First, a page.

• Health Researchers design a robotic arm to empower ALS patients
  • Young researchers "Now there is more talk about mental health but not necessarily better"

"I started researching amyotrophic lateral sclerosis (ALS) because we have to give visibility to this disease." Anabel Sáez Mas, 26, is doing her PhD in Molecular Biosciences at the Spanish National Cancer Research Centre (CNIO) and is one of the beneficiaries of more than 100 grants from the La Caixa Foundation for the development of its research in centres in Spain and Portugal.

Sáez, also known as @bioindignada in social networks where she does a good job of dissemination, always felt a certain attraction and curiosity towards the mechanisms of neurodegeneration. First because of all the unknowns that his grandmother's Alzheimer's posed to him. "Why does my grandmother have Alzheimer's and my friends' don't? These are questions that you start asking yourself from a very young age, why does this happen? Will it happen to my mother in the future? When I started to have use of reason I was already clear that in the end I was going to dedicate myself to science".

After his grandmother, another neurological disease took its toll on his family: his father suffered from ALS and passed away a few years ago. Here, the other push towards Science. "As a daughter it creates a lot of helplessness to see a disease that has no treatment today. That there is nothing that gives, at least, some hope; to embrace something." Here it is worth highlighting the peculiarity of why the CNIO, which seeks to unravel the mysteries of cancer, dedicates a group of researchers to do the same with ALS. "They are two different things, ALS and cancer, but you realize that both have a great impact on individuals and families," he stresses and at the same time regrets that "on one you tiptoe."

For this young researcher, having the endowment of the scholarship also means a "respite": "Although I am passionate about my work, it cannot be done almost for free". At this point Anabel Sáez exposes the part of her alter ego in the networks @bioindignada. "With the scholarship that the project has received, also from the La Caixa Foundation, and with what they have given me on an individual level we will be able to investigate as God commands. Because passion is not eaten and a personal project with a future is not built".

She is clear about why she researches ALS at the CNIO: "I have a boss who allows me, Óscar Fernández-Capetillo, who leads the Genomic Instability Group. He has seen the need for us to shine a light on that field." This working subgroup of the center, which Sáez joined in 2019, has been researching ALS since 2015. Two years ago, in 2021, the team found the cause of neuronal death in most patients with familial ALS.

More recently, as Sáez comments, he has published another work that emphasizes a general description of the existing hypotheses about the mechanisms that drive pathology in ALS. Here he signs along with other teammates Oleksandra Sirozh and Vanesa Lafarga. "We are also beginning to link our laboratory to an ALS laboratory within the research profession."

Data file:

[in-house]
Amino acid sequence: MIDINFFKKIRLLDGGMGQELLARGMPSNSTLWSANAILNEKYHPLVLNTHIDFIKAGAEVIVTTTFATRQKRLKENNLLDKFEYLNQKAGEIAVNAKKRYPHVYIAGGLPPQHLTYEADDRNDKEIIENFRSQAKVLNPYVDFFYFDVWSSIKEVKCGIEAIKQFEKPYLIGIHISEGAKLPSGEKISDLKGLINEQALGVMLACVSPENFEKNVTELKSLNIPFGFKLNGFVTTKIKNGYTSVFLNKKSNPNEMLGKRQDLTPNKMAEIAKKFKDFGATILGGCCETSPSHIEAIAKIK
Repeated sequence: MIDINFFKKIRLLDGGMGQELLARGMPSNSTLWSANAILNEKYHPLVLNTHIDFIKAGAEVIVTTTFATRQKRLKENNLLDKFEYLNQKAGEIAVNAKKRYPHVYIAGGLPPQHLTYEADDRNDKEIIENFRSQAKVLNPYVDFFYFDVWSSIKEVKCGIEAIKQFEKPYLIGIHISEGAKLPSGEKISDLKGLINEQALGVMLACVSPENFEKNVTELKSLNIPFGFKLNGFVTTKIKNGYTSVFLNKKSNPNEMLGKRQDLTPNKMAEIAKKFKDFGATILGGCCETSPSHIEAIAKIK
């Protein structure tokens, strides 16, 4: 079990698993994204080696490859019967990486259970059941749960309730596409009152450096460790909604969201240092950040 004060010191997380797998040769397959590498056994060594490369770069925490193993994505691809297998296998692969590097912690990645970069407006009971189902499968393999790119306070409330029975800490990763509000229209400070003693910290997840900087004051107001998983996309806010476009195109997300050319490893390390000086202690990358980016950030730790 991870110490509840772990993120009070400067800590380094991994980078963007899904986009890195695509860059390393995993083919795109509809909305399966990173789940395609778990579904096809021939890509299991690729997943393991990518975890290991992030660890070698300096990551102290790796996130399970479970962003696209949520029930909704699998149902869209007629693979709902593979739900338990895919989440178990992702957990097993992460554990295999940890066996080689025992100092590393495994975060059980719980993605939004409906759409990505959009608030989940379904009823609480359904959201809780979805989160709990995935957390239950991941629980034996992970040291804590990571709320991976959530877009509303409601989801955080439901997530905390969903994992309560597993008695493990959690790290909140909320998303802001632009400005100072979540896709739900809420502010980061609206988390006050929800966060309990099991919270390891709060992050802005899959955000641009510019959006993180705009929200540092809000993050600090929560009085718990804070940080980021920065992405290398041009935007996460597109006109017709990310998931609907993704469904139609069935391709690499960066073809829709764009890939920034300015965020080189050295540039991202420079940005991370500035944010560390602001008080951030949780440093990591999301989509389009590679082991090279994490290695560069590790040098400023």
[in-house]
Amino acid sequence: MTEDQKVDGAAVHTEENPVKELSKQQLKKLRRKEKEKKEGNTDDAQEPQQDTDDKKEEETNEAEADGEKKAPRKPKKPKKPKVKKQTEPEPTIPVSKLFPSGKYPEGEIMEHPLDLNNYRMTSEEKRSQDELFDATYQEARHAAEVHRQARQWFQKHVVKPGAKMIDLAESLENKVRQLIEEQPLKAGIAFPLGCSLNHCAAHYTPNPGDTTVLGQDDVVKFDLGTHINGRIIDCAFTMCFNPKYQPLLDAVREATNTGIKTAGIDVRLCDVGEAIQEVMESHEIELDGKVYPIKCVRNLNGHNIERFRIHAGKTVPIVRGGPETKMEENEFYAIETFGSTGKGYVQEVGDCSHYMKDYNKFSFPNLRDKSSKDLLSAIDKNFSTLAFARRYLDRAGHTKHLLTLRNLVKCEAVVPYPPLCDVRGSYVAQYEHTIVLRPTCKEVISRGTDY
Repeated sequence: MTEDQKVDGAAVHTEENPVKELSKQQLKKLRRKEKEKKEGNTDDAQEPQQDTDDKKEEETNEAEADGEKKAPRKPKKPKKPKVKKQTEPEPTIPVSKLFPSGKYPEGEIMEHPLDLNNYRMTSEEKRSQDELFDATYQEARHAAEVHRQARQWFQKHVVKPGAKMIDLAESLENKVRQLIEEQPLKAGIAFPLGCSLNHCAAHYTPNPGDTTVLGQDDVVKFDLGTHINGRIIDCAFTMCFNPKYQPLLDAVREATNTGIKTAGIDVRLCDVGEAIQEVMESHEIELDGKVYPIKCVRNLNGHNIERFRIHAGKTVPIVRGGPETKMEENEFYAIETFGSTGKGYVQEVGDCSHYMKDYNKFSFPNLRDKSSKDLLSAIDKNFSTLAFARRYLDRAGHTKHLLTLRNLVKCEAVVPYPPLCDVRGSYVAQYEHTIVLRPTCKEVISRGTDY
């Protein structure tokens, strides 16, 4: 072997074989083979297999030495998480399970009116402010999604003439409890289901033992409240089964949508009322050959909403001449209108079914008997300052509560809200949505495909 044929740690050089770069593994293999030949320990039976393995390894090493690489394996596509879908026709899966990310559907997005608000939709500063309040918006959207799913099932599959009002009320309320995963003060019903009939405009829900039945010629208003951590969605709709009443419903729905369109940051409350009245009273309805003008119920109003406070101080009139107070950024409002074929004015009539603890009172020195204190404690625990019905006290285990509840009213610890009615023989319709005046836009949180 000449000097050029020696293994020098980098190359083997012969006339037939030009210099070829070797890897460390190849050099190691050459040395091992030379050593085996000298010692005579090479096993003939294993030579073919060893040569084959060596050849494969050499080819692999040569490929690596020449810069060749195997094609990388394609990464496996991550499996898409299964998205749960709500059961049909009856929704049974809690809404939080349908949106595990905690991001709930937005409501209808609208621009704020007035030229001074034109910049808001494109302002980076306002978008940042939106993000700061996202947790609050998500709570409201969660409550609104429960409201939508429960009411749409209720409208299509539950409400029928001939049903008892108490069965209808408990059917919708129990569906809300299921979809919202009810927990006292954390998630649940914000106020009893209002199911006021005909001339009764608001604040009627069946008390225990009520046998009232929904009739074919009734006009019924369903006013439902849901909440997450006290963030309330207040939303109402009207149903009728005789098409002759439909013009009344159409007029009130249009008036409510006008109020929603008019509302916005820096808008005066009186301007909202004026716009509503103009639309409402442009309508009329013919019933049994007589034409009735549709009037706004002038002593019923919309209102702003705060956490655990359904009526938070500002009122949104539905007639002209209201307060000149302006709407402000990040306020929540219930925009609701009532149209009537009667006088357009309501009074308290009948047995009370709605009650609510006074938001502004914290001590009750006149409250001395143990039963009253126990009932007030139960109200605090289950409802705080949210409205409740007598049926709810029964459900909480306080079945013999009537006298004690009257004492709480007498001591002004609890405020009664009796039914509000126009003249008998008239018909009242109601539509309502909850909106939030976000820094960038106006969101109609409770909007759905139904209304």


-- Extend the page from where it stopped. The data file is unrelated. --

The thesis in which Sáez works aims to generate improved in vivo models for chromosomes 9, which are related to ALS, "to then be able to develop diagnostic and therapeutic approaches. Because the first thing we have to achieve," he says, "is to understand why the disease happens." And he insists: "Any granite that we can contribute is a lot for a pathology that is not given the visibility it deserves. Research from a center that is dedicated to cancer, which does have that publicity, is important."

His other 'profession', the informative one, was born as a consequence of his reaction to the false news that proliferated on the network during the pandemic. "Although they have always been there," he recalls. His informative facet was born to turn the anger he suffered into something productive. "Outreach really started a bit like a way to channel anger and outrage into a practical response. Hence my name @bioindignada. I was always outraged when I saw the depth of fake news," he recalls.

To avoid these situations, he defends the role that scientists should play: "It is super important that we dedicate a little of our time to work on the formation of society, to help in the final step of bringing science to society." And he stresses that, if they do not make this effort, "it is easy for the population to fall into these hoaxes."

The activity of @bioindignada takes place on the platforms Instagram and TikTok (where it has 30,000 followers). From here he wants to reach the younger audience, which is easier to deceive from the same networks and that is why he uses the same communication codes to combat fake news, arouse curiosity and bring science closer to the new generations. "As I saw that it was not enough to make notes in the comments of the news, I decided to clarify them on my own. I have realized that it works because with the passage of time there are users who contact me asking if I can develop a topic more. And that certifies that outreach is important."

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  • Amyotrophic lateral sclerosis
  • Portugal
  • Instagram
  • Tik Tok